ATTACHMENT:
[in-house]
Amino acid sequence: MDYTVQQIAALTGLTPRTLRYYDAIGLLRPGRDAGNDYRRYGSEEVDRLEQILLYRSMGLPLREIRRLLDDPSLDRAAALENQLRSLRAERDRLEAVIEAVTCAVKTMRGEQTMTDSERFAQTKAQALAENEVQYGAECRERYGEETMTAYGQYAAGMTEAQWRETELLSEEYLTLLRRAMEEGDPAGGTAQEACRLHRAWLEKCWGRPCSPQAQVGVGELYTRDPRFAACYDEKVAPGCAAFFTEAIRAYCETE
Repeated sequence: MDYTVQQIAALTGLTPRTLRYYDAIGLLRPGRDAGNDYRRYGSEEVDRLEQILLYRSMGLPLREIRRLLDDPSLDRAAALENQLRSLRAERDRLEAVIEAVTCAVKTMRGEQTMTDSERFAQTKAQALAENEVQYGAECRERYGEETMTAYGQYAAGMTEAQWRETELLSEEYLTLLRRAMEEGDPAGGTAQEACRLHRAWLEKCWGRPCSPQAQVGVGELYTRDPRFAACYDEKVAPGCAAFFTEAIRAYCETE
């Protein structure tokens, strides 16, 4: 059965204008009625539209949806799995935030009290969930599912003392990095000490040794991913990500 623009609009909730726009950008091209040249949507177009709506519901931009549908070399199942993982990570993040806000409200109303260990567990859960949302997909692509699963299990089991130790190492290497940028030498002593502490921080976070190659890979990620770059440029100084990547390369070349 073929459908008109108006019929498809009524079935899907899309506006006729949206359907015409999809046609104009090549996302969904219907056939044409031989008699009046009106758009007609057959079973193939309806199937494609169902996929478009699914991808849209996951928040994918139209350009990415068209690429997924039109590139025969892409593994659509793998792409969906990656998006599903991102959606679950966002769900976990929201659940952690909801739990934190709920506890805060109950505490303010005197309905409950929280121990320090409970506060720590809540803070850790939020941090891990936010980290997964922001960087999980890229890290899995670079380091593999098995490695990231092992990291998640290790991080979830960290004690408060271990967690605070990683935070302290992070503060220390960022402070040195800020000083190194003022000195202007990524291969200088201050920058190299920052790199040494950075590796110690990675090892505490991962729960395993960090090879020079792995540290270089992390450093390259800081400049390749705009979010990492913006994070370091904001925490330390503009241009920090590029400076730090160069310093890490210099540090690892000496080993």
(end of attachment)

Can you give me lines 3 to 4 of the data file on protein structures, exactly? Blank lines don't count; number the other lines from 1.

Repeated sequence: MDYTVQQIAALTGLTPRTLRYYDAIGLLRPGRDAGNDYRRYGSEEVDRLEQILLYRSMGLPLREIRRLLDDPSLDRAAALENQLRSLRAERDRLEAVIEAVTCAVKTMRGEQTMTDSERFAQTKAQALAENEVQYGAECRERYGEETMTAYGQYAAGMTEAQWRETELLSEEYLTLLRRAMEEGDPAGGTAQEACRLHRAWLEKCWGRPCSPQAQVGVGELYTRDPRFAACYDEKVAPGCAAFFTEAIRAYCETE
């Protein structure tokens, strides 16, 4: 059965204008009625539209949806799995935030009290969930599912003392990095000490040794991913990500 623009609009909730726009950008091209040249949507177009709506519901931009549908070399199942993982990570993040806000409200109303260990567990859960949302997909692509699963299990089991130790190492290497940028030498002593502490921080976070190659890979990620770059440029100084990547390369070349 073929459908008109108006019929498809009524079935899907899309506006006729949206359907015409999809046609104009090549996302969904219907056939044409031989008699009046009106758009007609057959079973193939309806199937494609169902996929478009699914991808849209996951928040994918139209350009990415068209690429997924039109590139025969892409593994659509793998792409969906990656998006599903991102959606679950966002769900976990929201659940952690909801739990934190709920506890805060109950505490303010005197309905409950929280121990320090409970506060720590809540803070850790939020941090891990936010980290997964922001960087999980890229890290899995670079380091593999098995490695990231092992990291998640290790991080979830960290004690408060271990967690605070990683935070302290992070503060220390960022402070040195800020000083190194003022000195202007990524291969200088201050920058190299920052790199040494950075590796110690990675090892505490991962729960395993960090090879020079792995540290270089992390450093390259800081400049390749705009979010990492913006994070370091904001925490330390503009241009920090590029400076730090160069310093890490210099540090690892000496080993």